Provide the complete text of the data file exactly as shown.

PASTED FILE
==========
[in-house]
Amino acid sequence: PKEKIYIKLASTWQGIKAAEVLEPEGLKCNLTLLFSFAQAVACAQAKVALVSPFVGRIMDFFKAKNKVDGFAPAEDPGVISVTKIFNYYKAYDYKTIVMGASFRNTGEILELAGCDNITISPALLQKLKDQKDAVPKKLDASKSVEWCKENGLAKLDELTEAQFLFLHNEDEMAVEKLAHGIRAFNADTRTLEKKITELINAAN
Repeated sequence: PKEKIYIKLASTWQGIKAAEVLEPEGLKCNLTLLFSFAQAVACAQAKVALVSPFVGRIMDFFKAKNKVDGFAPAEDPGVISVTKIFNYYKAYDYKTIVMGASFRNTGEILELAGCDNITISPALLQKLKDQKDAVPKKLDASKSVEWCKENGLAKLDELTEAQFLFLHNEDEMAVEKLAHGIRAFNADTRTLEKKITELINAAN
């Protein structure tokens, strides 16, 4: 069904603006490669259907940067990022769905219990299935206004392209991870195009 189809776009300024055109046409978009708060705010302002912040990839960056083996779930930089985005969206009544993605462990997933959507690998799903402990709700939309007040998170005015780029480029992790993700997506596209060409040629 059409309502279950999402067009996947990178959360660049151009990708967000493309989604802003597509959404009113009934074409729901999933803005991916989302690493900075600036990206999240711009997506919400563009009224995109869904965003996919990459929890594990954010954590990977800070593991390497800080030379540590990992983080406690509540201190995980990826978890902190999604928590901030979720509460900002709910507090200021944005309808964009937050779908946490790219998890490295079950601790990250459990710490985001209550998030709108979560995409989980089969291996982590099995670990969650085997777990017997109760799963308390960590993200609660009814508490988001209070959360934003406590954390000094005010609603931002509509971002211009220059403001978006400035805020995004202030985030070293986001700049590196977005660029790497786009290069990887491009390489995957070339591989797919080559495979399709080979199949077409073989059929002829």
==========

[in-house]
Amino acid sequence: PKEKIYIKLASTWQGIKAAEVLEPEGLKCNLTLLFSFAQAVACAQAKVALVSPFVGRIMDFFKAKNKVDGFAPAEDPGVISVTKIFNYYKAYDYKTIVMGASFRNTGEILELAGCDNITISPALLQKLKDQKDAVPKKLDASKSVEWCKENGLAKLDELTEAQFLFLHNEDEMAVEKLAHGIRAFNADTRTLEKKITELINAAN
Repeated sequence: PKEKIYIKLASTWQGIKAAEVLEPEGLKCNLTLLFSFAQAVACAQAKVALVSPFVGRIMDFFKAKNKVDGFAPAEDPGVISVTKIFNYYKAYDYKTIVMGASFRNTGEILELAGCDNITISPALLQKLKDQKDAVPKKLDASKSVEWCKENGLAKLDELTEAQFLFLHNEDEMAVEKLAHGIRAFNADTRTLEKKITELINAAN
């Protein structure tokens, strides 16, 4: 069904603006490669259907940067990022769905219990299935206004392209991870195009 189809776009300024055109046409978009708060705010302002912040990839960056083996779930930089985005969206009544993605462990997933959507690998799903402990709700939309007040998170005015780029480029992790993700997506596209060409040629 059409309502279950999402067009996947990178959360660049151009990708967000493309989604802003597509959404009113009934074409729901999933803005991916989302690493900075600036990206999240711009997506919400563009009224995109869904965003996919990459929890594990954010954590990977800070593991390497800080030379540590990992983080406690509540201190995980990826978890902190999604928590901030979720509460900002709910507090200021944005309808964009937050779908946490790219998890490295079950601790990250459990710490985001209550998030709108979560995409989980089969291996982590099995670990969650085997777990017997109760799963308390960590993200609660009814508490988001209070959360934003406590954390000094005010609603931002509509971002211009220059403001978006400035805020995004202030985030070293986001700049590196977005660029790497786009290069990887491009390489995957070339591989797919080559495979399709080979199949077409073989059929002829």